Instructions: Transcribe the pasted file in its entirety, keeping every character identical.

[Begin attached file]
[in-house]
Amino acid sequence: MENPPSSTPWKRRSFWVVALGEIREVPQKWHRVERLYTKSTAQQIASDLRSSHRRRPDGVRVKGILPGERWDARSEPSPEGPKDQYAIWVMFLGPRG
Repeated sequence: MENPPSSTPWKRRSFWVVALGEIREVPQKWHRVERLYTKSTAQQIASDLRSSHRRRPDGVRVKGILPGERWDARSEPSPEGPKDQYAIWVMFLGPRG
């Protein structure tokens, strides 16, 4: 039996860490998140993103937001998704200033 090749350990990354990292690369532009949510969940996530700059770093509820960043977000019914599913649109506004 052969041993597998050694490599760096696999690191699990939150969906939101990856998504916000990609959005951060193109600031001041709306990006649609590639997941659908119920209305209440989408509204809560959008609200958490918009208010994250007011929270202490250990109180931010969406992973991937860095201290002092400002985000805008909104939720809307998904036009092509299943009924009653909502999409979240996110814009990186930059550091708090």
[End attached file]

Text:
[in-house]
Amino acid sequence: MENPPSSTPWKRRSFWVVALGEIREVPQKWHRVERLYTKSTAQQIASDLRSSHRRRPDGVRVKGILPGERWDARSEPSPEGPKDQYAIWVMFLGPRG
Repeated sequence: MENPPSSTPWKRRSFWVVALGEIREVPQKWHRVERLYTKSTAQQIASDLRSSHRRRPDGVRVKGILPGERWDARSEPSPEGPKDQYAIWVMFLGPRG
């Protein structure tokens, strides 16, 4: 039996860490998140993103937001998704200033 090749350990990354990292690369532009949510969940996530700059770093509820960043977000019914599913649109506004 052969041993597998050694490599760096696999690191699990939150969906939101990856998504916000990609959005951060193109600031001041709306990006649609590639997941659908119920209305209440989408509204809560959008609200958490918009208010994250007011929270202490250990109180931010969406992973991937860095201290002092400002985000805008909104939720809307998904036009092509299943009924009653909502999409979240996110814009990186930059550091708090």